I had one of those noon-to-nine shifts then–half day, half night. She left at 5:00.

I spent the hours in between racking my brain. She left for the day.

Then I spend another hour or so, working of course, but pondering the while.

When it came to me around my 7:00 supper break, I smiled and thought upon it no more.

I went home and got a good night’s sleep. I showed up for the work on time the next day.

When I passed her in the hallway, around 2:00 p.m., she was walking with her head down in some paperwork, studying some supervisor problem or other. I thought she might go by without looking up, but, at the last moment, she sensed a presence looming. There was no particular sense of anticipation. I don’t think our little conversation was anywhere near being uppermost in her mind. So she was in the process of politely nodding and preparing to pass me by, when I said:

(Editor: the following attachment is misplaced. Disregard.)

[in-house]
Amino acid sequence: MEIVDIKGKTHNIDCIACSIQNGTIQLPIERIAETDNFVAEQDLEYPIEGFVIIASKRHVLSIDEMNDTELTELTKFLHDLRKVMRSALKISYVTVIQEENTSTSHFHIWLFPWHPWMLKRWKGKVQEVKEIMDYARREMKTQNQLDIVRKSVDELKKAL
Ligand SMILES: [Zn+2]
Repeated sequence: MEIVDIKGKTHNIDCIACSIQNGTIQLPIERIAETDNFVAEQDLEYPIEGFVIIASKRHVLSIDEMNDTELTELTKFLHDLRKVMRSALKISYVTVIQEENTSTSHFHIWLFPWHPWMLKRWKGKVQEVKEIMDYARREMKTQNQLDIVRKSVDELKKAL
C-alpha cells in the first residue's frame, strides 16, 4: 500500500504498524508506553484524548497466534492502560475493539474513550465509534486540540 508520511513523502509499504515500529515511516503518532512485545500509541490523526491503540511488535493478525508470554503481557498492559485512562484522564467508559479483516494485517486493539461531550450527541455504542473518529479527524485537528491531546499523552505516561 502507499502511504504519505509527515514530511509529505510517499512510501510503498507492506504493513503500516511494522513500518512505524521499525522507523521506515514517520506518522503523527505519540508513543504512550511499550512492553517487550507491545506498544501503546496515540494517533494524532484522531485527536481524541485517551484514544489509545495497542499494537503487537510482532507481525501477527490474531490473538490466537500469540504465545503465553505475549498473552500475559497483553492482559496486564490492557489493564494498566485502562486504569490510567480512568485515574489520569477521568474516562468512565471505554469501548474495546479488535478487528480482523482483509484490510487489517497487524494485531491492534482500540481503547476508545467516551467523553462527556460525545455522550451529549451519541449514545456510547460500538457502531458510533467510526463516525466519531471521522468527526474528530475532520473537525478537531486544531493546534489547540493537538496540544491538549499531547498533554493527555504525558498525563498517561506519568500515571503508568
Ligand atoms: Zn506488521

“Roll over Beethoven, tell Tchaikovsky the news.”

And she stopped.

And she looked a little puzzled.

And then she smiled and nodded.

“You’re right,” she said.

I still wonder if that little exchange was the reason she fired a dear friend of mine shortly thereafter. There certainly was no rational reason. (The absence of a rational reason was sufficiently obvious that another department head hired my friend for his department literally on the spot.)

I guess you can never know about these English major types who glom onto Pete Townshend’s solo records whilst learning to smile as they kill.

They’re a slippery lot.

But there’s one sure defense, even against them….